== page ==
The latest medical research on Geriatric Psychiatry

The research magnet gathers the latest research from around the web, based on your specialty area. Below you will find a sample of some of the most recent articles from reputable medical journals about geriatric psychiatry gathered by our medical AI research bot.

The selection below is filtered by medical specialty. Registered users get access to the Plexa Intelligent Filtering System that personalises your dashboard to display only content that is relevant to you.

Want more personalised results?

Request Access

Patterns and implications of neurological examination findings in autosomal dominant Alzheimer disease.

Alzheimers & Dementia

As knowledge about neurological examination findings in autosomal dominant Alzheimer disease (ADAD) is incomplete, we aimed to determine the frequency and significance of neurological examination findings in ADAD.

Frequencies of neurological examination findings were compared between symptomatic mutation carriers and non mutation carriers from the Dominantly Inherited Alzheimer Network (DIAN) to define AD neurological examination findings. AD neurological examination findings were analyzed regarding frequency, association with and predictive value regarding cognitive decline, and association with brain atrophy in symptomatic mutation carriers.

AD neurological examination findings included abnormal deep tendon reflexes, gait disturbance, pathological cranial nerve examination findings, tremor, abnormal finger to nose and heel to shin testing, and compromised motor strength. The frequency of AD neurological examination findings was 65.1%. Cross-sectionally, mutation carriers with AD neurological examination findings showed a more than two-fold faster cognitive decline and had greater parieto-temporal atrophy, including hippocampal atrophy. Longitudinally, AD neurological examination findings predicted a significantly greater decline over time.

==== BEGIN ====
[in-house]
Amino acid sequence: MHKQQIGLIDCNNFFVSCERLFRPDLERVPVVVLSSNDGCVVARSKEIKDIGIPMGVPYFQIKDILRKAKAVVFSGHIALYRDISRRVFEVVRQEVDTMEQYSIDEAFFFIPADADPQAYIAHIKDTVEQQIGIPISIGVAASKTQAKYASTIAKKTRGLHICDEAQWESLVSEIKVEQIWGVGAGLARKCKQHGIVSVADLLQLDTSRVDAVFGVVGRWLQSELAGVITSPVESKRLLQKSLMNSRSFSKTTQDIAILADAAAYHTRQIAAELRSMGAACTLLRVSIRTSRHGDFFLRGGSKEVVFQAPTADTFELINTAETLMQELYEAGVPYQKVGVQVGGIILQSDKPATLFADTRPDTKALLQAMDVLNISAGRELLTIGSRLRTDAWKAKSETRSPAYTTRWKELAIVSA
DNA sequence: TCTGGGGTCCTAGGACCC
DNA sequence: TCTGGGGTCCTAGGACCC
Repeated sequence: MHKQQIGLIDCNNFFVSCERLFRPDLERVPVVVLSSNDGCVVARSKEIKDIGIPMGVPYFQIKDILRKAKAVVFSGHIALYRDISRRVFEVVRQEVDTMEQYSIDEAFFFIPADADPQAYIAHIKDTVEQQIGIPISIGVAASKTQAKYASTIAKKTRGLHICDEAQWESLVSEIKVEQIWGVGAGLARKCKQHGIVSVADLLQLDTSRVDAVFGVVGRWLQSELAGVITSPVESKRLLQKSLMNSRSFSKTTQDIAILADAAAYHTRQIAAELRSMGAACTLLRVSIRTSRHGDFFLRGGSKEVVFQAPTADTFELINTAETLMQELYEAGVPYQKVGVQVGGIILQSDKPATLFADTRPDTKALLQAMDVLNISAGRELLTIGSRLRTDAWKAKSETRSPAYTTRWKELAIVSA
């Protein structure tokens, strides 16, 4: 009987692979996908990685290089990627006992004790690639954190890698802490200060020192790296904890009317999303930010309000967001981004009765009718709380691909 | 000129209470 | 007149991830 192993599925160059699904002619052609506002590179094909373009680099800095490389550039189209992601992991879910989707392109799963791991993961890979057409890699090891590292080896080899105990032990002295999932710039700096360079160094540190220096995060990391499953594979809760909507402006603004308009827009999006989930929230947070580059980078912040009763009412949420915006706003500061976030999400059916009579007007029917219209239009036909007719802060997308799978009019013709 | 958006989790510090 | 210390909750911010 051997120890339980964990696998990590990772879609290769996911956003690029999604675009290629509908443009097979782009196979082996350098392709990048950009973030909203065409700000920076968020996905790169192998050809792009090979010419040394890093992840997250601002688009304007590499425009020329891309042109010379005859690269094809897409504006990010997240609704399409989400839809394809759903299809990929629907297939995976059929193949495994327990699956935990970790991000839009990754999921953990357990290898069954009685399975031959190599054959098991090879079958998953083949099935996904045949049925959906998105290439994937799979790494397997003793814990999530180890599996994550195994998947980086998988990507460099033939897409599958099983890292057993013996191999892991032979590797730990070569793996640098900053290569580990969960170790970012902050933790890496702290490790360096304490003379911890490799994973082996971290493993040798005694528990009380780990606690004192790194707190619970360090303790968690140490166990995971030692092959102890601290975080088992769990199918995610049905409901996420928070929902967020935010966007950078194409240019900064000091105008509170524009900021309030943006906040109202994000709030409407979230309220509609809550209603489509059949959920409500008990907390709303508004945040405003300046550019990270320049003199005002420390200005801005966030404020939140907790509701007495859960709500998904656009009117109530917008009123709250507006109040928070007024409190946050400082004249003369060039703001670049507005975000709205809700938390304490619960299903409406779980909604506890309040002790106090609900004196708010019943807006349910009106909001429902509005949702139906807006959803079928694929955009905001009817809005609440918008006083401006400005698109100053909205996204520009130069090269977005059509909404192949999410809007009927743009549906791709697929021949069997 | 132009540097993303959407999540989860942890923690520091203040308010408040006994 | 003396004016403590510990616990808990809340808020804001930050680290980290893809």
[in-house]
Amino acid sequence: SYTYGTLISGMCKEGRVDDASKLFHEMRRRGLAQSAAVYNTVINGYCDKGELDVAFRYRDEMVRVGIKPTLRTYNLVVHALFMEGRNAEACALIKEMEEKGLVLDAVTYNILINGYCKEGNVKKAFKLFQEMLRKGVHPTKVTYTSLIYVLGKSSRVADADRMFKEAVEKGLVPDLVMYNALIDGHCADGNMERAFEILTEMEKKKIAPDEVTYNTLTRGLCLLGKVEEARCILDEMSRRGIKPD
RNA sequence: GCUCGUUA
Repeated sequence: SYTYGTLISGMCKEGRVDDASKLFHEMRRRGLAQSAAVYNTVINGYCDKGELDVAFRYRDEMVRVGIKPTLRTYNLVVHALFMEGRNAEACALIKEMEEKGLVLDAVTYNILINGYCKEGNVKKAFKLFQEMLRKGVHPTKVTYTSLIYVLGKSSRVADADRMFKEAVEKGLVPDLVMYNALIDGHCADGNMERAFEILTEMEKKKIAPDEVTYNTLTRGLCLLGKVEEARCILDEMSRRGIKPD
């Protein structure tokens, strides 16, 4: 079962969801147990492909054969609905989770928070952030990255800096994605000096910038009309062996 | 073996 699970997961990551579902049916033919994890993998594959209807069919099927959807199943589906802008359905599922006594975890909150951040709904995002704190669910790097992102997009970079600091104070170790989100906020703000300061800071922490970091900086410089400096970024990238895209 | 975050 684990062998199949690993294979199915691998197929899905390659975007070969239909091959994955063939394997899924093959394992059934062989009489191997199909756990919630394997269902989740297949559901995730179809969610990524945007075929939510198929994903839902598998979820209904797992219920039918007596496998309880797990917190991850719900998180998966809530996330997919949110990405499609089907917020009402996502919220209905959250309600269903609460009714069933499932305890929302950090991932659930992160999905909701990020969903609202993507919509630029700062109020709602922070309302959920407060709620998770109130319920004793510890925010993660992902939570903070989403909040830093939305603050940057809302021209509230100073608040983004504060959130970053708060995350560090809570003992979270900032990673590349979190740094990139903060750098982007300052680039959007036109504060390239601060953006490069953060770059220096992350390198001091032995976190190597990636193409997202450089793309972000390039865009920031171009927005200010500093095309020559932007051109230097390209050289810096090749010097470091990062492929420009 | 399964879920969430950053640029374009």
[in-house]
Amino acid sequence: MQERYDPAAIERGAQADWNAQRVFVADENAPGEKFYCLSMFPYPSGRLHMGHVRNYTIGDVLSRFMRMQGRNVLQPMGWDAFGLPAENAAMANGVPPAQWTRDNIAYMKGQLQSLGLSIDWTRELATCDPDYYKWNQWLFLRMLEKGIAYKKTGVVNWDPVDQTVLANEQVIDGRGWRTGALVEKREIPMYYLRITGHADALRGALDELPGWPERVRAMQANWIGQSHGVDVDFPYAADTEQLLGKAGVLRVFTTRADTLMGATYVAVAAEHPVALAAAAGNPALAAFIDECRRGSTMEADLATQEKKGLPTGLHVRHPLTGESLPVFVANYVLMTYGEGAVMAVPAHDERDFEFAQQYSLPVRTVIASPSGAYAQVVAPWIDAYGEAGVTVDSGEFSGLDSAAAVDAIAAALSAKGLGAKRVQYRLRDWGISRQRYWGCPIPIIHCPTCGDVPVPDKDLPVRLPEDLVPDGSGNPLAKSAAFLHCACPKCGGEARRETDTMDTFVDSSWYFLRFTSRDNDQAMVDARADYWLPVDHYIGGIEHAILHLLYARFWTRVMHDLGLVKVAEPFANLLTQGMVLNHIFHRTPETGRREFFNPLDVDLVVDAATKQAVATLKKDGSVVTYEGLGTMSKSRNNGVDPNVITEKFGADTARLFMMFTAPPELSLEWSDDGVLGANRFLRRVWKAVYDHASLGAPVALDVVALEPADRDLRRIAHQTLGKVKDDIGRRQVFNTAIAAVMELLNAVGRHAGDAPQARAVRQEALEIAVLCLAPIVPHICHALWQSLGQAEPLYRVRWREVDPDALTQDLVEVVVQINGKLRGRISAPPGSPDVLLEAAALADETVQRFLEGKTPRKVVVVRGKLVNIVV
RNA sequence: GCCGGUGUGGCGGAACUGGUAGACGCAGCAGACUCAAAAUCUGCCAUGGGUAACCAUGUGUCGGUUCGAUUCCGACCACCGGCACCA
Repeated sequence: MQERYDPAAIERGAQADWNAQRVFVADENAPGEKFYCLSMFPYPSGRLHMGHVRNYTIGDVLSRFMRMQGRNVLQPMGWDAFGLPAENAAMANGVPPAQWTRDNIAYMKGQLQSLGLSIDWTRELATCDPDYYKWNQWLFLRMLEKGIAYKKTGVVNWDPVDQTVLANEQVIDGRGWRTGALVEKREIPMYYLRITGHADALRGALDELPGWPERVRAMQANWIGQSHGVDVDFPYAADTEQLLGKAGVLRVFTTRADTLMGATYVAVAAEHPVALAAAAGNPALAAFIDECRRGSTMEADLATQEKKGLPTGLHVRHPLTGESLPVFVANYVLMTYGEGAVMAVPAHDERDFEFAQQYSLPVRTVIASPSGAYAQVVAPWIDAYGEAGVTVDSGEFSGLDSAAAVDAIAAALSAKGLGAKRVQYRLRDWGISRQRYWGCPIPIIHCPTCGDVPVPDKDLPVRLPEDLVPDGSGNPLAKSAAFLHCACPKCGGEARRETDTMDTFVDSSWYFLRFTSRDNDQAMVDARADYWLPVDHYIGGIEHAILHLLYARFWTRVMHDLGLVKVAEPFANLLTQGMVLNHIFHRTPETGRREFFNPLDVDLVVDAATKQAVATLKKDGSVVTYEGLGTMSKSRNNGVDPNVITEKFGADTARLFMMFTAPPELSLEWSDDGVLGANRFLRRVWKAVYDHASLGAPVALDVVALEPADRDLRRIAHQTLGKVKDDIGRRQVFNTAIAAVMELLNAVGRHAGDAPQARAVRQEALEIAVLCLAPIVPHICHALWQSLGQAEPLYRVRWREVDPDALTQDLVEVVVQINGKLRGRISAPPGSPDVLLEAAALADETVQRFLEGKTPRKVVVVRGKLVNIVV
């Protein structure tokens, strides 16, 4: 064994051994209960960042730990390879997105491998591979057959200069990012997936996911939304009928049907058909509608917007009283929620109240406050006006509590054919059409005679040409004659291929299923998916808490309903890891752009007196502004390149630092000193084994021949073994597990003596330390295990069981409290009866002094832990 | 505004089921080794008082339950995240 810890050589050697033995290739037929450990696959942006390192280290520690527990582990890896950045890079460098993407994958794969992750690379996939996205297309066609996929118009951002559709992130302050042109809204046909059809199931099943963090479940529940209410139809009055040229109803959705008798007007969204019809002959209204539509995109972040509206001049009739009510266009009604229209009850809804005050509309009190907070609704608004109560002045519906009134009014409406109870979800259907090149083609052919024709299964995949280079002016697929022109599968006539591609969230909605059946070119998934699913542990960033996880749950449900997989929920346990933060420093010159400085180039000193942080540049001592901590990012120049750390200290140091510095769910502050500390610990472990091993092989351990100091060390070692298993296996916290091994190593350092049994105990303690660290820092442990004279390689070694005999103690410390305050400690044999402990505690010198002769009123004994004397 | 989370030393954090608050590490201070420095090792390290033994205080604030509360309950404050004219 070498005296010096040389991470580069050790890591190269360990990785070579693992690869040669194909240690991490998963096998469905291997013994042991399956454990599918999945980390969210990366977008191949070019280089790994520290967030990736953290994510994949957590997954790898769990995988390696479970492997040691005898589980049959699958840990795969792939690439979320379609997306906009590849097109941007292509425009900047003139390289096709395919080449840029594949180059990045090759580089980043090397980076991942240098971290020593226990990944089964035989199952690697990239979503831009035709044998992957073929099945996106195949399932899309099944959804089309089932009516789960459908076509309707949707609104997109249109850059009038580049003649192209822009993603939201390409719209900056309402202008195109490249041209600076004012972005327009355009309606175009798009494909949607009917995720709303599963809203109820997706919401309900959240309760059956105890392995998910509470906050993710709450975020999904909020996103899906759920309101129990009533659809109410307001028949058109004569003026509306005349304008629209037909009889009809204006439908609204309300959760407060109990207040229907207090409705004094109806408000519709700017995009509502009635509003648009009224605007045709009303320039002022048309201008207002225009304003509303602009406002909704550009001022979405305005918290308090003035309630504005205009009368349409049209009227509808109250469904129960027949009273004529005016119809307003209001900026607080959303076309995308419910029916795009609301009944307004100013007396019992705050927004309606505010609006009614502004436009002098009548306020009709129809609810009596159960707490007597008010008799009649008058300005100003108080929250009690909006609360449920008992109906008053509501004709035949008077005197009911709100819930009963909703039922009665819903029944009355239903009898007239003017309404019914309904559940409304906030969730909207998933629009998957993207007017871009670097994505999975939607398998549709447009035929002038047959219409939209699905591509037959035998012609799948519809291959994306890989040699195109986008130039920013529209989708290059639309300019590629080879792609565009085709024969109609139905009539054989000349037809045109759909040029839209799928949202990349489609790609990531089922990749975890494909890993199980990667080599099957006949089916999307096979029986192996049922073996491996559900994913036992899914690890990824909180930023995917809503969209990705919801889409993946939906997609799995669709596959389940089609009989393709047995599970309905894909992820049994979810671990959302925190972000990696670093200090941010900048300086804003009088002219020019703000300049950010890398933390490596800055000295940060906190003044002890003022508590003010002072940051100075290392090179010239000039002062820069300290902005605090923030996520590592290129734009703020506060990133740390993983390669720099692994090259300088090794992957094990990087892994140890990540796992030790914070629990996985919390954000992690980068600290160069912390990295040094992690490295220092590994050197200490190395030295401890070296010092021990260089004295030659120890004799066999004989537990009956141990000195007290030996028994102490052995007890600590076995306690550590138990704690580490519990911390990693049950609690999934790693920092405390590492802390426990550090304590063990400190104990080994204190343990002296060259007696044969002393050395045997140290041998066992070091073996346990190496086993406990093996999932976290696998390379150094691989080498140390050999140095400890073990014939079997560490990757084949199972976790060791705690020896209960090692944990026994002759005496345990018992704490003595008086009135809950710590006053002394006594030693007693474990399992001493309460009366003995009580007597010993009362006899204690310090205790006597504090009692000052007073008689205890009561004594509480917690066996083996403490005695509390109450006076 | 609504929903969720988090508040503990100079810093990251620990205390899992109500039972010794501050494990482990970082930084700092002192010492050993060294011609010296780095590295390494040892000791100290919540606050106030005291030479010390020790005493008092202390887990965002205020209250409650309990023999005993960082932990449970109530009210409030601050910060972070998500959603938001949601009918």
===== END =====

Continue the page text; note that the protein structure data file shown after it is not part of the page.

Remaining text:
ADAD features a distinct pattern of neurological examination findings that is useful to estimate prognosis and may inform clinical care and therapeutic trial designs.

Effects of App-Based Mobile Interventions for Dementia Family Caregivers: A Systematic Review and Meta-Analysis.

Dementia and Geriatric Cognitive Disorders

Dementia was caregivers experience tremendous difficulties both physically and psychologically, leading to high levels of depression and caregiver burden. The advantage of mobile interventions has been recognized due to its freedom from time and space restrictions.

A systematic review and meta-analysis was conducted to evaluate effectiveness of app-based mobile interventions for dementia caregivers.